From Dr. Jane's Notebook

Assertiveness Revisited

Assertiveness gained a bad reputation in the 1980's largely because it was confused with "Aggressiveness". Our society frowns upon aggressiveness, especially for women, and so, many people remain confused about how to assert themselves effectively. This article will attempt to distinguish between assertiveness and aggressiveness by using these definitions:

Assertiveness (Justice). When people are assertive, they respect other people's rights, and they respect their own. Your feelings are important, and my feelings are important. Your needs are valid and my needs are valid. This is an approach which values fairness and consideration for both you and me.

Non-Assertiveness (The Doormat). When people are non-assertive, they respect the rights of others, more than their own. Your rights are more important than mine. Your feelings are more correct than mine. What you want is more important than what I want. This approach is often adopted in the interest of being polite, not hurting the other's feelings, or avoiding conflict. The results often cost alot in built-up anger.

Aggressiveness (Raging Bull). When people are aggressive, their respect their own rights and ignore the rights of others. My feelings are more important than yours, my wants are more valid than yours, my feelings count more than yours. Aggressiveness often seems like an explosion of emotion. It is toxic to others.

Being Non-Assertive leads to Aggressiveness. When we allow ourselves to be treated like a doormat, the hostility builds. It is hard to be a doormat for very long. Sooner or later, we reach the point of rebellion. Aggressiveness is not always verbal. We can secretly act out our anger in less noticeable ways, or be openly hostile. This too is expensive because it leads to feeling guilty. Once the guilt of being a raging bull sets in, we are likely to return to non-assertiveness doormat behavior and start the vicious cycle once again.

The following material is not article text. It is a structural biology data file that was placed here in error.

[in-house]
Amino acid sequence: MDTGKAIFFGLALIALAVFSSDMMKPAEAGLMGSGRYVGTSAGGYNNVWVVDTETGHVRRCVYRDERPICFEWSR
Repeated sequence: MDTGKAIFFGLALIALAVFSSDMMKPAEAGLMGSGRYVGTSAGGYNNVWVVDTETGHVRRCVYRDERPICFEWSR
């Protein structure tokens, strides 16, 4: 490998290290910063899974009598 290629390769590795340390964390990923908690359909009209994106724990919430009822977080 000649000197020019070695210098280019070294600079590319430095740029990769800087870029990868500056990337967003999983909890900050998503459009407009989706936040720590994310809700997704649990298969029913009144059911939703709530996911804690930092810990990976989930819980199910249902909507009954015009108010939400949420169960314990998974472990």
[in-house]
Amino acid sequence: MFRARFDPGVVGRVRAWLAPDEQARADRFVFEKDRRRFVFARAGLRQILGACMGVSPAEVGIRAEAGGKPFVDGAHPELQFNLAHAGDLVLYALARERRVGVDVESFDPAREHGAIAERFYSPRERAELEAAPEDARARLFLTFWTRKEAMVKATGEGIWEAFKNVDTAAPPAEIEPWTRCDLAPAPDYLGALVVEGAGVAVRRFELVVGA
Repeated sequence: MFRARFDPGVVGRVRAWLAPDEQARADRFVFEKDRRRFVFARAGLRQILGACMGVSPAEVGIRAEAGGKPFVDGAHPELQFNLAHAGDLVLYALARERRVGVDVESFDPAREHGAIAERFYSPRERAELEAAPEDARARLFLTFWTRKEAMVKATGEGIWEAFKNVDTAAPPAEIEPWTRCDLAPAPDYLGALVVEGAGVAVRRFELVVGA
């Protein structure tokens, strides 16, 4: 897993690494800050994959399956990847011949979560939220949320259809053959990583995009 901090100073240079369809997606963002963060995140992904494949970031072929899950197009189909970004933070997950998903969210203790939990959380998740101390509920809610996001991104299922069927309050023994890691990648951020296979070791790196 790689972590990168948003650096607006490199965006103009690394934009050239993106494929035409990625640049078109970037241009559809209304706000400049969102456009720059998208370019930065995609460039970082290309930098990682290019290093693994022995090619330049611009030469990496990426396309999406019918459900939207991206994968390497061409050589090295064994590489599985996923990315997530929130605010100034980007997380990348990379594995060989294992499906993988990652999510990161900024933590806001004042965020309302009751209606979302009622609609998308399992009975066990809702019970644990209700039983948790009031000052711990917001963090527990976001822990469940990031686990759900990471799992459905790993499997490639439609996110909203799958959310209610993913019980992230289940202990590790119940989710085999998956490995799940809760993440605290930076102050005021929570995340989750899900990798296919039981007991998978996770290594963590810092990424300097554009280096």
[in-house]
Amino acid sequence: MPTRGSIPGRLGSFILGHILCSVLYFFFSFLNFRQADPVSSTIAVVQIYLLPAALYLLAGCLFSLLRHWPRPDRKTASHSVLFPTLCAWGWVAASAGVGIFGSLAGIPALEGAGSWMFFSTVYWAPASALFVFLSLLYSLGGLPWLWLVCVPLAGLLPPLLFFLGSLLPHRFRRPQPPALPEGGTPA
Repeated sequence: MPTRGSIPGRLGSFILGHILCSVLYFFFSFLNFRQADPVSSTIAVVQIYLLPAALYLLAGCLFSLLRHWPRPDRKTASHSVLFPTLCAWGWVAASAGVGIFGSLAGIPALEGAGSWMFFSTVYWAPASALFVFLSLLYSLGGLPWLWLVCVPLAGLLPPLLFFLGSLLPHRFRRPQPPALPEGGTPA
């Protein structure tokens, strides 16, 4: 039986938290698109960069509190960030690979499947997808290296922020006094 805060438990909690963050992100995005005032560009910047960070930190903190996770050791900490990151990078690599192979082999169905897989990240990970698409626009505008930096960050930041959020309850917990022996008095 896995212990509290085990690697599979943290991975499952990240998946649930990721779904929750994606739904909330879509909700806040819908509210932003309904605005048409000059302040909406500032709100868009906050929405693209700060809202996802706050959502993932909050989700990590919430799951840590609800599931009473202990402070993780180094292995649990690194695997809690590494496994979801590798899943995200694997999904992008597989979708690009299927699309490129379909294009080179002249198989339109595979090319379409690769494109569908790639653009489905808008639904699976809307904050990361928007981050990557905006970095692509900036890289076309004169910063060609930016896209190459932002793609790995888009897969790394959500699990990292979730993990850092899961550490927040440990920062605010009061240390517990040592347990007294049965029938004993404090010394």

Recipe for Assertiveness. We are often called upon to decide what is fair between other people. At those times, we try to look at both sides of the issue. We often have to determine priorities when conflicting needs exist. We're pretty good at doing this for others, but it is difficult to be objective when it comes to our own situations.

When faced with a situation in which you want to be fair to yourself and fair to the other person, first step back from the situation. Don't feel pressured to react immediately, but carefully consider the problem at hand, as you would for others. When you have decided how you feel and what you think, express yourself clearly and caringly. Be democratic and diplomatic in your approach.

Becoming assertive creates rewarding change. It may seem risky and daring to stand up for yourself, but others will respect you for it.

ęCopyright, 1992, 1995, Jane R. Rosen-Grandon. All Rights Reserved.

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Last Updated October 24, 1998 by Gary M. Grandon, Ph.D.